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Spain's Government set to hike capital requirement of Cajas

Tue 25th Jan 2011

Further to the Spanish government's austerity drive to restore the global financial sector's faith in its solvency, Economy Minister Elena Salgado announced yesterday that the minimum capital requirements for the country's banks would be increased.

The 'Tier 1' core capital ratio will be lifted from currently being 6 % of their risk-weighted assets, to 8 %, which the minister estimates to involve an investment of around 20 billion euros. Any of the cajas that are unable to raise the required capital by September, and can not show that things are well in hand to acheive this, will instantly be transformed from a caja and into a commercial bank so that the Fund for Orderly Bank Restructuring (FROB) can inject capital into them, essentially meaning their partial nationalization. The FROB would then hold stakes in the cajas for a maximum of five years, Salgado said.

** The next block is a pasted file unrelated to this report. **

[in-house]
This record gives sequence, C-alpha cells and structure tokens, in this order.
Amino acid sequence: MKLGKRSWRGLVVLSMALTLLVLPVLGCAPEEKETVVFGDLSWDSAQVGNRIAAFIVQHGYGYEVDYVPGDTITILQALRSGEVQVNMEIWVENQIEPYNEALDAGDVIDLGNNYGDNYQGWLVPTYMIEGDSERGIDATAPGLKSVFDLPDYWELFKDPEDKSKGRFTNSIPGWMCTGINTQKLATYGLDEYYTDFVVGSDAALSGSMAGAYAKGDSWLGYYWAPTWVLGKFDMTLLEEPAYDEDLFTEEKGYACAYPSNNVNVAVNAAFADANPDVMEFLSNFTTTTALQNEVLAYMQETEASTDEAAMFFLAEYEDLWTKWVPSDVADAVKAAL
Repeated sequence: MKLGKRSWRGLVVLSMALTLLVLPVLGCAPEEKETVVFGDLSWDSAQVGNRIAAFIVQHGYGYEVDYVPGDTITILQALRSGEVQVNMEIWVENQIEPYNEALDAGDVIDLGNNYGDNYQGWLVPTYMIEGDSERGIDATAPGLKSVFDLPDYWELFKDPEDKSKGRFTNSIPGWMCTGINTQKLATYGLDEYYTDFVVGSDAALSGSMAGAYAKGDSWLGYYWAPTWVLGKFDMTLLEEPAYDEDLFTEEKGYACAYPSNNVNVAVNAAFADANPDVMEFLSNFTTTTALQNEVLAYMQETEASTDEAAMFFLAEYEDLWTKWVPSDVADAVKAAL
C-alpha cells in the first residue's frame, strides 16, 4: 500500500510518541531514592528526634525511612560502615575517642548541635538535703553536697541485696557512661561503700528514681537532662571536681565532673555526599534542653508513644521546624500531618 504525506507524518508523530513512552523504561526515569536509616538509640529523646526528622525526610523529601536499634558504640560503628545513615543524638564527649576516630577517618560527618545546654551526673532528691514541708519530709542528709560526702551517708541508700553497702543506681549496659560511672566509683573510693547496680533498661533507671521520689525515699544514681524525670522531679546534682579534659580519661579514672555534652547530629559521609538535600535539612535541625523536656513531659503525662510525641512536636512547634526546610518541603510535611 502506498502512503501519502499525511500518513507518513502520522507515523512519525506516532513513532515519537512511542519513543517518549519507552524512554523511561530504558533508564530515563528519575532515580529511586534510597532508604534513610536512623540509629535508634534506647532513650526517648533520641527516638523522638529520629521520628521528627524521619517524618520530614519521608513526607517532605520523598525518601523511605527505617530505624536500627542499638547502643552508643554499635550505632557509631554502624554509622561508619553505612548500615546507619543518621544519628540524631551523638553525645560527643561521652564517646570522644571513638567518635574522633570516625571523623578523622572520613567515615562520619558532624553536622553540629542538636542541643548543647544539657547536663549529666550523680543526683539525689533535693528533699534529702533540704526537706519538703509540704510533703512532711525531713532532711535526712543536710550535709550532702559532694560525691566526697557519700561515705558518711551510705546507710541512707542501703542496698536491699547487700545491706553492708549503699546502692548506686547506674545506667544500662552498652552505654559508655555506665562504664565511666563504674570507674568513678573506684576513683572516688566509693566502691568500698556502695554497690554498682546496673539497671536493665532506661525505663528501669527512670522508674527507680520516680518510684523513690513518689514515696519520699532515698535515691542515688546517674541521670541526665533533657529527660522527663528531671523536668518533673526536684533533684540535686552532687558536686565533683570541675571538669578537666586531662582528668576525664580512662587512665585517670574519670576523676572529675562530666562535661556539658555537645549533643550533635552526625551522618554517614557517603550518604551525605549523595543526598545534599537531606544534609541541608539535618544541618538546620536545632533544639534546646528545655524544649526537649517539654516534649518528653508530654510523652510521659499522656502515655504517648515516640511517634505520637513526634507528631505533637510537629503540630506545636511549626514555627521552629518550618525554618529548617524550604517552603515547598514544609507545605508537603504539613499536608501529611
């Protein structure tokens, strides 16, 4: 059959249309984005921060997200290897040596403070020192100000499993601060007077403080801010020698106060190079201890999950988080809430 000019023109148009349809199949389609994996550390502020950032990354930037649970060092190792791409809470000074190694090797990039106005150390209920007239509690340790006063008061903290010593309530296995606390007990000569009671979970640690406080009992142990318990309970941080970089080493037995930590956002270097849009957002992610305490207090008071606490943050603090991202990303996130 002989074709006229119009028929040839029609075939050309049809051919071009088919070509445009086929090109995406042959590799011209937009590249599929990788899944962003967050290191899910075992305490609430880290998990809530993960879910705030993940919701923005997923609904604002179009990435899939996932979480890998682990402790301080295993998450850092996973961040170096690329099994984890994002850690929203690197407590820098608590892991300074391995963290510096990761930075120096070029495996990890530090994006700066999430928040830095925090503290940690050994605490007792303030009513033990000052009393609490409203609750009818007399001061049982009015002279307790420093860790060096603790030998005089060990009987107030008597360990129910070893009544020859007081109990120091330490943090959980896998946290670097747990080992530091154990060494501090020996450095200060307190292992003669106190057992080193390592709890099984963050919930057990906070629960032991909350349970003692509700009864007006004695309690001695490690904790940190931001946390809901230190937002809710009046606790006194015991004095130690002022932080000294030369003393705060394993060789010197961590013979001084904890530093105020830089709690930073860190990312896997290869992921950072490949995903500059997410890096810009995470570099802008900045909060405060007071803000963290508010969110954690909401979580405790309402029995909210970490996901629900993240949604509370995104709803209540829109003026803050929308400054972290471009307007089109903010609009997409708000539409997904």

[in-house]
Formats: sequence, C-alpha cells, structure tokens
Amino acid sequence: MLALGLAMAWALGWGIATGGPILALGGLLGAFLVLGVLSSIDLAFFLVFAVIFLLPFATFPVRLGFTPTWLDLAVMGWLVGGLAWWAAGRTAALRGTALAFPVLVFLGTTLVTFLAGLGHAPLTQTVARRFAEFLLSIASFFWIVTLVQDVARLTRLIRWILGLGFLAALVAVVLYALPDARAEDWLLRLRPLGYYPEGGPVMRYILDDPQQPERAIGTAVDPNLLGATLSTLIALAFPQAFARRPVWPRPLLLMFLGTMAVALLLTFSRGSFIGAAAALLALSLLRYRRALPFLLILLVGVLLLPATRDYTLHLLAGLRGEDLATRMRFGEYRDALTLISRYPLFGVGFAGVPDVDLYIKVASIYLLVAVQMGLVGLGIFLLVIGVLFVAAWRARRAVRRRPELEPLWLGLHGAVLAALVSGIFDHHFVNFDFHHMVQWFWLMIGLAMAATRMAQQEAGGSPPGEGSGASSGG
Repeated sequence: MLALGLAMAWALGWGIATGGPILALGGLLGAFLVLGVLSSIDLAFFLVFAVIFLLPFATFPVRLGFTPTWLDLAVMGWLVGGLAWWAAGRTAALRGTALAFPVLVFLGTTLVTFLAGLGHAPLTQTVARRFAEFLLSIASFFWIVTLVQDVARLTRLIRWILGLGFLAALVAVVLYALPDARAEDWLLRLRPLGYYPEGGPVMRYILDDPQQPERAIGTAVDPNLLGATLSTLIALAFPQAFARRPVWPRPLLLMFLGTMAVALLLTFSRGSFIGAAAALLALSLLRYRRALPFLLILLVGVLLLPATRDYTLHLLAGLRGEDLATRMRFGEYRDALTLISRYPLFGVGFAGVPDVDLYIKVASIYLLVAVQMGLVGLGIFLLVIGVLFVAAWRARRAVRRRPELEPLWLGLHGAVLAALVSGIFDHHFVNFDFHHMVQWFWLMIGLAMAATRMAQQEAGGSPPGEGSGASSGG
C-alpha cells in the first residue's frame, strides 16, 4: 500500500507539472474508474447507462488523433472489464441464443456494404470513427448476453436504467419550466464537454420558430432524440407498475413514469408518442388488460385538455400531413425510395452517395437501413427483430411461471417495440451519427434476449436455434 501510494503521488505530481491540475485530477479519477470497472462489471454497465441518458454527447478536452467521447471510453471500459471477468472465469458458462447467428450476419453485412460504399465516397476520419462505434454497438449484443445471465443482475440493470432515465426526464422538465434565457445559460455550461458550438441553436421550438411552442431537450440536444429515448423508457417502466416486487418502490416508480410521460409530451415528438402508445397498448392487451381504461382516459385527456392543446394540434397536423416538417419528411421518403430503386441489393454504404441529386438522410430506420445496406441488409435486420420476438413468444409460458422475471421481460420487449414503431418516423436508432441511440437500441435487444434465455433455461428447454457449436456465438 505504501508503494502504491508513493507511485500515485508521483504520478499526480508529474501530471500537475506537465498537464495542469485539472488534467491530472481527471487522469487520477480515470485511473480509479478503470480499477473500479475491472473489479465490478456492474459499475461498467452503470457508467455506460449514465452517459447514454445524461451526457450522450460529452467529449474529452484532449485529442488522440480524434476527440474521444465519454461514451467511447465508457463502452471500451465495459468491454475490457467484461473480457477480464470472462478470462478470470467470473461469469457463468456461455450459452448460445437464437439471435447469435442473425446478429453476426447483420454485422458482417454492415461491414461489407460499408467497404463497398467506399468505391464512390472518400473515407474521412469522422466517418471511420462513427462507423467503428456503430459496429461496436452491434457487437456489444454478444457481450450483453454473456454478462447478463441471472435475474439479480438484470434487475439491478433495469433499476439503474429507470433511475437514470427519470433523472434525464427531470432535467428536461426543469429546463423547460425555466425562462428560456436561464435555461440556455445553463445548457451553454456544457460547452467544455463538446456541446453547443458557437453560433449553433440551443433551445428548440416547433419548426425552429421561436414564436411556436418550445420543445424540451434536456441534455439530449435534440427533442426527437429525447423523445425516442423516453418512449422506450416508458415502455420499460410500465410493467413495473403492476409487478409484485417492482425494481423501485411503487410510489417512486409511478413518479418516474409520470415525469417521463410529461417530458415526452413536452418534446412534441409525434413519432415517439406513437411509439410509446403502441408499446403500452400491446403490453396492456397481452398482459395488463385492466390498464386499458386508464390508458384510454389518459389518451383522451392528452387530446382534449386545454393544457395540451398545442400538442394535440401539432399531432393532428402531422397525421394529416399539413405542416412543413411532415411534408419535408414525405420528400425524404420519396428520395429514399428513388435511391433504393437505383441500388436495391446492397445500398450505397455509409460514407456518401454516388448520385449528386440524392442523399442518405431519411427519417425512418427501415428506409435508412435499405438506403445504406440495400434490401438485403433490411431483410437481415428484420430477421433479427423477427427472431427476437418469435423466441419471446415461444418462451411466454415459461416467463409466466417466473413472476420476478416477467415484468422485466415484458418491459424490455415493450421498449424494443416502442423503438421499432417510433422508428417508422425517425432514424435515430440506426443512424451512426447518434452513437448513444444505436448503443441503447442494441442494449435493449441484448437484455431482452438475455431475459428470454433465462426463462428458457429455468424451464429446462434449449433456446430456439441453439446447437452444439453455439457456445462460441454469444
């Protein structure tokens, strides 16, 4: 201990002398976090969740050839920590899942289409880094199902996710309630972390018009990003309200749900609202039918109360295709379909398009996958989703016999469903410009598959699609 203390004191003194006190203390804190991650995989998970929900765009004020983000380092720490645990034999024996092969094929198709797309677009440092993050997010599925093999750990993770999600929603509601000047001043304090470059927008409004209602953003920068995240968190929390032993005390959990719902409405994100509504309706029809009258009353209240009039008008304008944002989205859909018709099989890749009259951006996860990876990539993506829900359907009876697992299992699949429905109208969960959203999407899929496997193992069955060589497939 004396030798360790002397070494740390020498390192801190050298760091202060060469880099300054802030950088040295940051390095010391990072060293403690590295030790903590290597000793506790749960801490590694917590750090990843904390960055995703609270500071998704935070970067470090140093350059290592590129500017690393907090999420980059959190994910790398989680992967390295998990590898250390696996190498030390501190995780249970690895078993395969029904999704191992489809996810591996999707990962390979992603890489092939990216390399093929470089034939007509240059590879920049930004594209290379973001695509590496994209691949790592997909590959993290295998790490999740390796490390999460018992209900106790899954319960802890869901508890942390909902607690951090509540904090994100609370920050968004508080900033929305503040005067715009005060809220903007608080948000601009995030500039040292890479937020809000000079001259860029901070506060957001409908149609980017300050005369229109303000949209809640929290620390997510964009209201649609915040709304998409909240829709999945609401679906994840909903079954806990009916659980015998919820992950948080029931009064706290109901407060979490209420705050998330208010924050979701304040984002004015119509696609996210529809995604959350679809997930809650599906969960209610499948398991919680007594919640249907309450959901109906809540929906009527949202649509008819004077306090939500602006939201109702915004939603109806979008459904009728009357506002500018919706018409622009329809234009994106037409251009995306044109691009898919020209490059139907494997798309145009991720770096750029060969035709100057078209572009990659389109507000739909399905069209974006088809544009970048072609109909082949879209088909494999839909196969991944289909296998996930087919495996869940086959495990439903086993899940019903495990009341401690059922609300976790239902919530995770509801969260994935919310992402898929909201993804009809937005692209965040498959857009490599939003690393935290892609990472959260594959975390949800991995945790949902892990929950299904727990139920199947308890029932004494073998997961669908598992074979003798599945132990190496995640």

These new rules will be introduced by means of a decree, with the cajas given until December to comply with them. The 8 % minimum is the same as that included in the so-called Basel III international statutory requirements for banks, which are not due to come into effect until 2013.

Salgado commented that non-listed cajas without a considerable number of private investors and funding requirements of in excess of 20 % of their assets will be required to have even greater minimum capital ratios.

Salgado added that the reforms are aimed at "lifting any doubt about the solvency of the Spanish financial system and its ability to resist even the most unlikely adverse scenarios."

Moody's Investors Service yesterday commented that any moves to restore market confidence in the cajas "would also help to improve market perception of the government's own credit profile, now weighed down by the continued concern about potential banking-sector liabilities."

Meanwhile, the government is still hoping to find agreement with the unions in order to raise the retirement age from 65 years to 67, but sources said it seems increasingly likely it would have to approve the increase at Friday's Cabinet meeting without the desired accord.

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